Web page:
IN HER fascinating book on Corfu, Ninetta Laskari claims that this dish is part of the Venetian heritage of the island. She writes that it got its name from the stua—the small openings on the cooler side of the old wood-burning kitchen stoves that were used for simmering. “There, we used to cook food in covered pots for hours or overnight. On the stua, one cooks the stoufado, various meats accompanied with all sorts of vegetables or beans. In the rest of Greece, meat cooked with pearl onions and scented with bay leaves is called stifado,” she explains.
My recipe is inspired by the many variations on Corfiot stoufado I found in Laskari’s book.
2poundsboneless veal shoulder, cut into 1-inch cubes
1 large onion, halved lengthwise and thickly sliced into half-moons
1½cupsdry red wine
3garlic cloves, thinly sliced
1teaspoondried rosemary, crumbled
1teaspoondried thyme, crumbled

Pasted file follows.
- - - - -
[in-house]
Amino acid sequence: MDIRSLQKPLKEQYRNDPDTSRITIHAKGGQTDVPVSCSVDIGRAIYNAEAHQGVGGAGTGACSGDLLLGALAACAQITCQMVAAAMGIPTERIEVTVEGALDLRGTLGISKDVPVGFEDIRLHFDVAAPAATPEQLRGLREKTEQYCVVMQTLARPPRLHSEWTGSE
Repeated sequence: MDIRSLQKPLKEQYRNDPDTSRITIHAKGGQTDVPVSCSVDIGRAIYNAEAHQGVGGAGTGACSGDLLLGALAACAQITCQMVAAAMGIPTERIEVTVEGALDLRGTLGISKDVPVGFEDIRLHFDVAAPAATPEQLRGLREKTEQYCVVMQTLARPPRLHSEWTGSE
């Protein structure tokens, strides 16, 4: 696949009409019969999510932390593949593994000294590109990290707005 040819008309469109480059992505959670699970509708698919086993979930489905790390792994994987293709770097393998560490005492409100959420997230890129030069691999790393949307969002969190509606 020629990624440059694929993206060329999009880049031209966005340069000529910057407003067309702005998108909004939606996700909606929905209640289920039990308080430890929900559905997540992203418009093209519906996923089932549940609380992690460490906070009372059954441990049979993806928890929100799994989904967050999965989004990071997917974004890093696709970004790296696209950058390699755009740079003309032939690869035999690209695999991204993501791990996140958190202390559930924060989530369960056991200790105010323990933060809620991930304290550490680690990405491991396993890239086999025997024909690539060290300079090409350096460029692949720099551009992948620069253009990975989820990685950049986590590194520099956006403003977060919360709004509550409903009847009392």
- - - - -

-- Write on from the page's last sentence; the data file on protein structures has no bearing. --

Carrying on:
freshly ground black pepper
1½cups diced celery
1 large fennel bulb, trimmed (fronds and tender stalks reserved), halved and thinly sliced
In a large bowl, combine the veal, onion, ⅔cup of the wine, ¼cup of the oil, the garlic, bay leaf, rosemary, thyme and pepper to taste. Toss well, cover and refrigerate for at least 2 to 3 hours, or overnight.
Remove the veal from the marinade and pat it dry with paper towels; reserve the marinade.
In a large pot, heat the remaining ¼cup oil and sauté the veal in batches over high heat, turning, until browned on all sides, about 10 minutes. Add the reserved marinade, celery, sliced fennel, carrots, ½cup stock or water and salt to taste and bring to a boil. Reduce the heat to low, cover and simmer for 1 hour, or until the veal is tender, adding more stock or water as needed. Increase the heat to high, stir in the remaining wine and reduce the liquid to a thick sauce. Remove from the heat and stir in the butter.
Sprinkle with the fennel fronds or dill and serve.